Words by Jurgen Egert. Pictures by Jurgen Egert and Fritz Ott.
Mahale Mountains National Park, Tanzania
We’d made it. Sitting on the beach of Lake Tanganyika in Mahale National Park, with a G&T in hand while watching the sun go down over the mountains in DRC, had given us the feeling of achievement. We’d made it to Tanzania’s most remote national park. The journey had begun four weeks earlier, in Joburg, when we’d driven north along the Mozambique coast and crossed the Ruvuma River to enter Tanzania in the south. We‘d visited Selous and Ruaha National Parks on our way to Mbeya, the last major town in southern Tanzania. From there, it is a long and tedious 1 000 kilometre drive to Kigoma, Tanzania’s only town located on Lake Tanganyika. Even though we speak Swahili, we struggled to organize a boat to Mahale. You need to know the right people and have the right connections. So we used a local tour operator to organize the visit to Mahale for us. We met Hussein, the owner of Lipi Adventures, at our campsite on the day before our departure from Kigoma. We discussed our food requirements and he went to make the necessary purchases.
The adventure started the next morning at 07h00. Hussein guided our cars to a safe place for parking before driving us in a Cruiser to Sigunga. The ferry over the Malagarasi River was out of order, but after waiting an hour or so, we secured passage across. We did not mind the waiting time as it had given us an opportunity to mingle with the local people. While waiting on the beach in Sigunga for the speedboats to arrive, we were entertained by local youths who tried to impress us with their acrobatic skills. And when the boats finally arrived, we made two surprising observations: the people on the boat were all dressed in long waterproof clothes – a good indication of what to expect on the lake – and were accompanied by a Tanzanian soldier with an AK47. We learnt later that this was for our protection against Congo pirates. Three hours later, wet, tired from the exhaust fumes, and happy to disembark, we reached the beach in front of the bandas of TANAPA (Tanzania National Parks Authority). The caretaker welcomed us and helped us carry our luggage to the bandas 200 metres from the beach. His wife prepared our dinner that night, from the provisions brought by Hussein.
The next morning, we were excited about going chimpanzee tracking: a ranger gave us instructions not to approach closer than 10 metres to them, and to restrict our sessions with them to 45 – 60 minutes. We were given breathing masks to wear when close to the animals, in order not to transmit human bacteria. As Mahale isn’t accessible by road, there are no roads; only footpaths through the jungle. The ranger, equipped with an umbrella, led us up and down the hills in search of a group of chimps. We crossed riverbeds and swamps, and climbed over rocks, all in the sweltering heat. The voices of the jungle were impressive and very new to us. A group of warthogs crossed our path, taking no notice of us.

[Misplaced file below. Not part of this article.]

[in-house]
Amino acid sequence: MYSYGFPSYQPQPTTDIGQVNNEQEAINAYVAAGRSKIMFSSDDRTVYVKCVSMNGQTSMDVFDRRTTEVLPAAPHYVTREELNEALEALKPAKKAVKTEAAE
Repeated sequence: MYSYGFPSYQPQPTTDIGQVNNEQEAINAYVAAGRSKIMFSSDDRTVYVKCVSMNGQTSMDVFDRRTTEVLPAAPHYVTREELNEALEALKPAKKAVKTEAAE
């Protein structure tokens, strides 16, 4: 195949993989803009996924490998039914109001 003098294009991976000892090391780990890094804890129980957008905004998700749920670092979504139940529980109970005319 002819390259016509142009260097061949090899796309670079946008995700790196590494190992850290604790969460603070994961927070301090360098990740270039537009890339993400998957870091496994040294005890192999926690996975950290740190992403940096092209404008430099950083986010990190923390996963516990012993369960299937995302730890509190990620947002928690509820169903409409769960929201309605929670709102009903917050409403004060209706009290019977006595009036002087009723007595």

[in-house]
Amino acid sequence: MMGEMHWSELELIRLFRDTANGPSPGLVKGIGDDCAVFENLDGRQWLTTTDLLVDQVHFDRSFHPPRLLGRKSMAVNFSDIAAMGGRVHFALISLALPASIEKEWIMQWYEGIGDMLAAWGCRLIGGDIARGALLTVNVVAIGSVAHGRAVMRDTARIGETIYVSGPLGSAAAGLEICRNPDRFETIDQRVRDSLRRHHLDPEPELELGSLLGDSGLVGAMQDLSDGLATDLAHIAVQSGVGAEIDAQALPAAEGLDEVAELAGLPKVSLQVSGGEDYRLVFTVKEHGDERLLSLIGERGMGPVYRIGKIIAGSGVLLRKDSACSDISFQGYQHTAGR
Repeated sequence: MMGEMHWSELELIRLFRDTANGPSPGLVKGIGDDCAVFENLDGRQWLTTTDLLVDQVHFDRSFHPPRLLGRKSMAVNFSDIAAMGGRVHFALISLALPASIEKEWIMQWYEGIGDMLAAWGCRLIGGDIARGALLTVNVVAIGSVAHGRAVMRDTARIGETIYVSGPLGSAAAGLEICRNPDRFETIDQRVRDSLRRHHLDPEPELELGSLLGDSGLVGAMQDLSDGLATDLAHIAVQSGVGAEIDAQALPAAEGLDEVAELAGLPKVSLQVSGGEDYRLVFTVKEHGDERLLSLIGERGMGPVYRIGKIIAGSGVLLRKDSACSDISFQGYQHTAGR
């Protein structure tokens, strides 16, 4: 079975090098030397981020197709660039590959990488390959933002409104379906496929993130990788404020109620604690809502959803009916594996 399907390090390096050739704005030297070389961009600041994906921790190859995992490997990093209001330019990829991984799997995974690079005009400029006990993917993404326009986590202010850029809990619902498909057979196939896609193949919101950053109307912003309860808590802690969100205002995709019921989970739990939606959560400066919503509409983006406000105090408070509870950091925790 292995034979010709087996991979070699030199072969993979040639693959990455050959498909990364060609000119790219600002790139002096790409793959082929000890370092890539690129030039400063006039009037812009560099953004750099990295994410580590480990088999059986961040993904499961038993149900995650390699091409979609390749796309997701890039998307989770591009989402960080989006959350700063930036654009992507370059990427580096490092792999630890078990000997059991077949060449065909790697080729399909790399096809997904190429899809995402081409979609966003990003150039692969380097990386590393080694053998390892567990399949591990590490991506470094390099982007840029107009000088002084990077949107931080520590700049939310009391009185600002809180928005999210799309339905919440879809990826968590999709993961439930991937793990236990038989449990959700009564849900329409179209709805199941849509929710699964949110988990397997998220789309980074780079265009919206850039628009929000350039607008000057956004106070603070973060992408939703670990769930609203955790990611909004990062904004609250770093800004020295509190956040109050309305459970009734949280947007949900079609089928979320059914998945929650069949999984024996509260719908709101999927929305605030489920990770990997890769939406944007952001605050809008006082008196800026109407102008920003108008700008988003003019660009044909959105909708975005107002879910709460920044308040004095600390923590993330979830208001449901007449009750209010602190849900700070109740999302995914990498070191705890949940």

Finally, after about two hours, the ranger became excited. He had noticed a place where the chimps must have rested only recently. They had to be close. We had to keep very quiet. We left the path, following our guide who was cutting a new way through the jungle. A warning about big ants came too late for some of us: they quickly found a way up the legs to the most intimate body parts, marking their way with itching bites. Then suddenly we could see what we’d been looking for: chimpanzees – in a group of more than 20 of various sizes. It was magic. (Even though we had to put on the masks, which made us sweat even more.) Some animals were still eating leaves and fruits of the forest. Others had finished eating and were having a rest, some on a tree, and others on the ground. It was quite amusing to see how one of the junior lady chimps tried to seduce a young male chimp, who was obviously too afraid to follow her advances in case of punishment by the more mature males…